At 21:00 there is nothing to be seen outside, or is it? There is a vague band visible in the north, just like a long cloud, but with a greenish color. In the west it’s still reasonably light, because the sun has set only an hour ago. But this is clearly Northern Lights, very weak though. Can barely see it. The eyes are not in night vision mode yet either, because I just have been following my head lights for a while.
I find a place, shoot a photo and start waiting. The camera clearly sees more than I do.
This time I’m better prepared. I’m using Lifeview (the same screen you have on compact cameras) and zoom as far as possible towards a bright star (which I think is a planet by the way, because it’s so much brighter and bigger than the stars surrounding it, Venus maybe?). Then turn the focus ring until the dot is as small and sharp as possible. A trick I learned two years ago in Tekapo, New Zealand at the local observatory.
With aperture f4 the lens operates at its sharpest. Then increase ISO while keeping the shuttertime as short as possible. I end up with ISO 2000 (20 x light amplification) and a shuttertime of 20 seconds. Above 30 seconds the stars become stripes. The light is reasonable stable, so a somewhat longer shuttertime is not that bad.
In the south there is a nice dark sky with lots of stars in it.
20 minutes later there are two bands and they are already much clearer than a while ago. It’s comparable with street lighting that has to warm up before burning at full power. In the beginning they provide very little light. Sometimes it seems that you see it better when not looking at it directly, but just a bit next to it.
Somewhat later the light in the north is better visible, but still a lot weaker with the naked eye than on this photo.
The last bits of light are disappearing and then two fountains of light appear in the west, with even some weak purple colored light.
Now the light is much brighter, the snowy mountains are colored green by it. A one minute exposure, changes the stars into colored stripes.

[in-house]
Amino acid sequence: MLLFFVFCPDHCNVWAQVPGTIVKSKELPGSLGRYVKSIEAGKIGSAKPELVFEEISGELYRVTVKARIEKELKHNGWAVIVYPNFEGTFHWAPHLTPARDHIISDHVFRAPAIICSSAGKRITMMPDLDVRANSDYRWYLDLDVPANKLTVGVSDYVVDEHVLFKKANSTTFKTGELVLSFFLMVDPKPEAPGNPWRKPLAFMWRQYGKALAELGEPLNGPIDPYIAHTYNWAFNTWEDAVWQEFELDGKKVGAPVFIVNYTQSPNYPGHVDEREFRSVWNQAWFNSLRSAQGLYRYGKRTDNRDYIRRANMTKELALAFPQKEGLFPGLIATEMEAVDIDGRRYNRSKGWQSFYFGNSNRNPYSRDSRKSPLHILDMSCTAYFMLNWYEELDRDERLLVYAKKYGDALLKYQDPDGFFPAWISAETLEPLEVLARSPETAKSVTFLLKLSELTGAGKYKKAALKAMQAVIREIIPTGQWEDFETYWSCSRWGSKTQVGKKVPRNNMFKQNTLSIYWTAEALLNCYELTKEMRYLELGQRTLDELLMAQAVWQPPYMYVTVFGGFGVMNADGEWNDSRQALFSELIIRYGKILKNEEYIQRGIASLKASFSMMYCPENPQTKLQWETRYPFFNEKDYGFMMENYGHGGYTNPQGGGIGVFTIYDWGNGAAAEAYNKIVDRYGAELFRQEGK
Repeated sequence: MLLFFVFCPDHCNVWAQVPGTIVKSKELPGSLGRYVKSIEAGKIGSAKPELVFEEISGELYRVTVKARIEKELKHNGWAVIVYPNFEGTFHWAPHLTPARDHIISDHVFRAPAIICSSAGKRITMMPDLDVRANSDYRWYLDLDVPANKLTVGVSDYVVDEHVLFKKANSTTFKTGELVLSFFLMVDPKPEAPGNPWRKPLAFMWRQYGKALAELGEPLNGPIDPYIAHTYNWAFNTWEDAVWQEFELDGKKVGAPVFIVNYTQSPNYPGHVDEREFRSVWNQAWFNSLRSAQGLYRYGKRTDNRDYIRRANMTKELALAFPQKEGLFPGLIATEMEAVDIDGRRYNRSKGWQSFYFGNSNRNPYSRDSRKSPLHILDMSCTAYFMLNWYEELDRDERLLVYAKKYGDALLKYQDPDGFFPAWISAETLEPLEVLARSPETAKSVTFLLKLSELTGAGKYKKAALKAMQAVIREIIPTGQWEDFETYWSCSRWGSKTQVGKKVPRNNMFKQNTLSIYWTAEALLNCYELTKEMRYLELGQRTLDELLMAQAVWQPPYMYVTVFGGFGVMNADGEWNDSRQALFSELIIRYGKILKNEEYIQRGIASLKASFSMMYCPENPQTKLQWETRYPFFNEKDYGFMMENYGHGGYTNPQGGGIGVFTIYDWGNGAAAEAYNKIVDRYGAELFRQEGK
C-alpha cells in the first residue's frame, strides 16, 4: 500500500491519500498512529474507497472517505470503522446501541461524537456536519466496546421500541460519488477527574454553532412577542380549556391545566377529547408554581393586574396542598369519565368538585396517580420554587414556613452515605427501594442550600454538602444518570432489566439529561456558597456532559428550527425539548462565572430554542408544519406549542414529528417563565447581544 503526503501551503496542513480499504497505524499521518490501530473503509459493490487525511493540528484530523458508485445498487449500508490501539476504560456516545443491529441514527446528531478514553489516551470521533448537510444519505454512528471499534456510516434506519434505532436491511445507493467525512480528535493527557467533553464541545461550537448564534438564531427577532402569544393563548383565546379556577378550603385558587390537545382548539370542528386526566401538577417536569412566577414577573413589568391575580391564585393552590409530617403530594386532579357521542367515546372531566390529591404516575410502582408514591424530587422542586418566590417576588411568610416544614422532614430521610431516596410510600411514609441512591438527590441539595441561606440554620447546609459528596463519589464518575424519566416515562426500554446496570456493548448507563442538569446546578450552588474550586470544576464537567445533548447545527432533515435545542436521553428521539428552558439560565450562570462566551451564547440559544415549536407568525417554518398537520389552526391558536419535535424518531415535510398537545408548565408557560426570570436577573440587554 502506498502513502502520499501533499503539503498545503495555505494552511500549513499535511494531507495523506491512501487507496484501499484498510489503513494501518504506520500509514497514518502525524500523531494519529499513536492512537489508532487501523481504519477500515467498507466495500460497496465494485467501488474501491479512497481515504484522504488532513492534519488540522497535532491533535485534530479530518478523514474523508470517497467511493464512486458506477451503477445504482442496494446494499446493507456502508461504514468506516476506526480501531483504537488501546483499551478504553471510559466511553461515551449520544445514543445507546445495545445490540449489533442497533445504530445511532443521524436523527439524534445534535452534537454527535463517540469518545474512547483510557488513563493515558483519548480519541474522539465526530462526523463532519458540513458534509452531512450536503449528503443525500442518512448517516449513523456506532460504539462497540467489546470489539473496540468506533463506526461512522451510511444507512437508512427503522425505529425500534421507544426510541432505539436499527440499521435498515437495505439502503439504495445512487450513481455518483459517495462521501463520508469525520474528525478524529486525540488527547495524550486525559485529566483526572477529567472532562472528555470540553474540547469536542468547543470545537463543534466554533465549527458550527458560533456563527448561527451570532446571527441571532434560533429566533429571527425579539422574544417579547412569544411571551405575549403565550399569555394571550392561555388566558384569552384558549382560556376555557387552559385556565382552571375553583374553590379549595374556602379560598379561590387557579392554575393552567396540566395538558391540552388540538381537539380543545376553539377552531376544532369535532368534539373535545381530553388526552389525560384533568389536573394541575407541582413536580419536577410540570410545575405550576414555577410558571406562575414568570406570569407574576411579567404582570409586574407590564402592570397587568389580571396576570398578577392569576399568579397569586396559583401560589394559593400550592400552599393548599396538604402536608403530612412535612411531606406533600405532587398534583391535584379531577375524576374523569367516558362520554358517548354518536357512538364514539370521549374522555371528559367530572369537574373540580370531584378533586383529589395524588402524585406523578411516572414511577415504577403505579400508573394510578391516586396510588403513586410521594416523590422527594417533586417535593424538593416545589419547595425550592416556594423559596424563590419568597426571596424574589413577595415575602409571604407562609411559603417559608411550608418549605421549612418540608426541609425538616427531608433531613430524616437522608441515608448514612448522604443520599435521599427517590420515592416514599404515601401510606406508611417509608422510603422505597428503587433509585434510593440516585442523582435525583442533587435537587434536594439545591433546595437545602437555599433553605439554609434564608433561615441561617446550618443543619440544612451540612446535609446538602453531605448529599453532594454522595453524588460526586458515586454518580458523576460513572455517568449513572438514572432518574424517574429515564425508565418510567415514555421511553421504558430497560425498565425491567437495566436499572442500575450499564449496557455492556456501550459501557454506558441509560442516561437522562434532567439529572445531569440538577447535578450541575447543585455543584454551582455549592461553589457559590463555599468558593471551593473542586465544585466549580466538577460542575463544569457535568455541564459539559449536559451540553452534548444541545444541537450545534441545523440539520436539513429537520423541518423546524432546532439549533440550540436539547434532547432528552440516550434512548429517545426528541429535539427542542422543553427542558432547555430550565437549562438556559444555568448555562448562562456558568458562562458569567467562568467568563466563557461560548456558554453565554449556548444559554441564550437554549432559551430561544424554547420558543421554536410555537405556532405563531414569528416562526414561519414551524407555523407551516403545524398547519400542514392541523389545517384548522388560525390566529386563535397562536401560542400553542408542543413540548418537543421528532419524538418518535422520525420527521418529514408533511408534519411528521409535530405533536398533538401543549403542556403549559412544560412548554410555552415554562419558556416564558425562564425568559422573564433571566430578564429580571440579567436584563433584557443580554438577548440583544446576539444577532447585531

The light coming from the west becomes better and better. Left in the middle is a satellite trail visible.
These photos are so much better than yesterdays. I also shoot a couple with mountains in the foreground. The intensity of the light variates continuously. Sometimes it’s very weak and at other times large parts of the photo are too bright. I try to film it as well, but that proves to be impossible. I can’t see anything.
Cars are passing by often which irritates me a bit at first, but soon I learn to use it to my advantage.
Sometimes weird looking shadows are visible, like here in the center where the light seems to come from.
Suddenly, the light becomes much brighter and fireflies (?) come into view.
The whole sky is on fire by several bands of light moving wildly.
Now it’s also straight above me.
I keep shooting. Very difficult to stop…
…and so very beautiful to see, addictive almost.
Then a strong light is suddenly pointed towards me. I have parked the car next to a construction site (although it seems like one) and I walked towards the water earlier. I think that I’m on someones terrain and they see my highlight switching on and off all the time. The light stays directed towards me from the road for a couple of minutes. I’m thinking, just have a look overhere and talk, but nobody is coming. I see the lamp moving though, so someone is holding it. For a second I think about going there, but on the other hand just leave it. I continue shooting photographs.
The light starts moving more. The bands are more in the south now and sometimes there is vertical movement to be seen. At one point this happens right above me and there is even some reddish light. It looks like water being poored from a fire distinguisher airplane. Looks quite weird, but very beautiful!
The bright light goes off. Apparently they have seen enough.